Priya, it may not seem like it now, but this sense of doom you are feeling will lessen with time. I was shaken to the core when I ran my 23andMe data through Promethease and saw my 4/4 result. Like you, I knew there was AD in the family and was not surprised to see that I have genetic risk, but I had never heard of ApoE and didn't expect what I encountered. It didn't help that the statistics provided by Promethease were alarming, to say the least (They need to update their info IMO!). I felt like someone had hit the fast-forward button on my life. I was terrified! But I was promised, in responses to my "Processing Promethease" post, that things would get better. Guess what! They did! Although I still have negative moments where I feel like I'm under a dark cloud, I'm mostly just living my life with an added appreciation for each day. Hopelessness has slowly been replaced by perspective, empowerment, and fascination.Priya wrote:I just feel this overwhelming fear right now, I don’t want to spend the next 30 years feeling like I’m trapped in a time bomb which is how it feels today. I just keep crying and then thinking dark thoughts like what’s the point of trying for a baby etc?! . . . I’m usually very upbeat but this has floored me.
You asked about running your data through Promethease. This can be pretty overwhelming if you aren't emotionally prepared for it. Promethease lists the highest magnitude items first, which can be alarming. There are many genetic variants that contribute to AD. In fact, almost any health condition is a potential contributor, so if your mindset is not right, Promethease could potentially leave you feeling like your genes have created the perfect storm. There is no rush; take all of this at your own pace. And focus on the things you can control. I found that taking small steps each day to protect my brain really helped me to cope.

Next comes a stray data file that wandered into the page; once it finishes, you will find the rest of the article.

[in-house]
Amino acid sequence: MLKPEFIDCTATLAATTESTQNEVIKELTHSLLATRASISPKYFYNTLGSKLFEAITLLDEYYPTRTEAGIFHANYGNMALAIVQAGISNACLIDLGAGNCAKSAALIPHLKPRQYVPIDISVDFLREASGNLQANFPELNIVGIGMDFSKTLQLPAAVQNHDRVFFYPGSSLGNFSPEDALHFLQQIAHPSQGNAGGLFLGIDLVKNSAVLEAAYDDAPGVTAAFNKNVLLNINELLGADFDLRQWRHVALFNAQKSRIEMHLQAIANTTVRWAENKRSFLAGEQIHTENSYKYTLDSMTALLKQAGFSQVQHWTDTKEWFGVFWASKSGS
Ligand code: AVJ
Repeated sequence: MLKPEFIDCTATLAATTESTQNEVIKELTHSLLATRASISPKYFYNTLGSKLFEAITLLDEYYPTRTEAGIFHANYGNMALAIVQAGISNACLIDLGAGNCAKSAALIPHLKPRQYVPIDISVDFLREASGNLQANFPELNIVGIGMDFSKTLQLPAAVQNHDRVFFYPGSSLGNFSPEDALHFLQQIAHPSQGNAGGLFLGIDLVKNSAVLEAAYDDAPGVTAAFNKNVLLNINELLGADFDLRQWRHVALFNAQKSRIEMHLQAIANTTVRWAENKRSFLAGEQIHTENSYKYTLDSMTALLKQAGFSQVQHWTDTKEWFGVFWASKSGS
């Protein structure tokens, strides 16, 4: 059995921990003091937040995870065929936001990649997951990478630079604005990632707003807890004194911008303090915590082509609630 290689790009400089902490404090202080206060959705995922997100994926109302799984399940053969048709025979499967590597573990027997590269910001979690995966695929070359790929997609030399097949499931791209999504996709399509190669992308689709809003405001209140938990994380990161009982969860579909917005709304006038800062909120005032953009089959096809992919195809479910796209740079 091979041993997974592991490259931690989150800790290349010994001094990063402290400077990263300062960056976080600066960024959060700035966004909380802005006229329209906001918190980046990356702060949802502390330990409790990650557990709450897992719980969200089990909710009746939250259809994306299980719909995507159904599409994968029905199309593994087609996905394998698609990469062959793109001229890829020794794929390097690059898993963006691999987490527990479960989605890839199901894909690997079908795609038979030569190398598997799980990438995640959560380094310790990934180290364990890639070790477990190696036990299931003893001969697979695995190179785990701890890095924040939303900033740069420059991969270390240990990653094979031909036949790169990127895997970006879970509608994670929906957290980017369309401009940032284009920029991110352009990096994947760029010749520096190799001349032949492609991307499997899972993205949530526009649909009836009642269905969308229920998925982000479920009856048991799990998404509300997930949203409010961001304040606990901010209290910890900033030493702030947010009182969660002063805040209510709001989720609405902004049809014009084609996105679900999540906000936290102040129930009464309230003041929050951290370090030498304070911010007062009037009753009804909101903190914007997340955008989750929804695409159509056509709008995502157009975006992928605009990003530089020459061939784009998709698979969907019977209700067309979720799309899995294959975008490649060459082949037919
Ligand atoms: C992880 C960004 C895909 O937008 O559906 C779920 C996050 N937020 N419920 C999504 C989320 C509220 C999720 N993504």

I also struggle with an underactive thyroid (Hashimotos -- although antibodies are now negative) and am a huge fan of Izabella Wentz. I wish there were someone like her when I was diagnosed about 30 years ago. The good news is that all of the root-cause steps she suggests will protect your brain and your future children. I know Dr. Wentz advises working with a functional medicine doctor, if possible, to address the root causes of your Hashimotos, ideally before getting pregnant. I started working with an FM doc soon after learning my 4/4 status. I think this has been the most important step I have taken.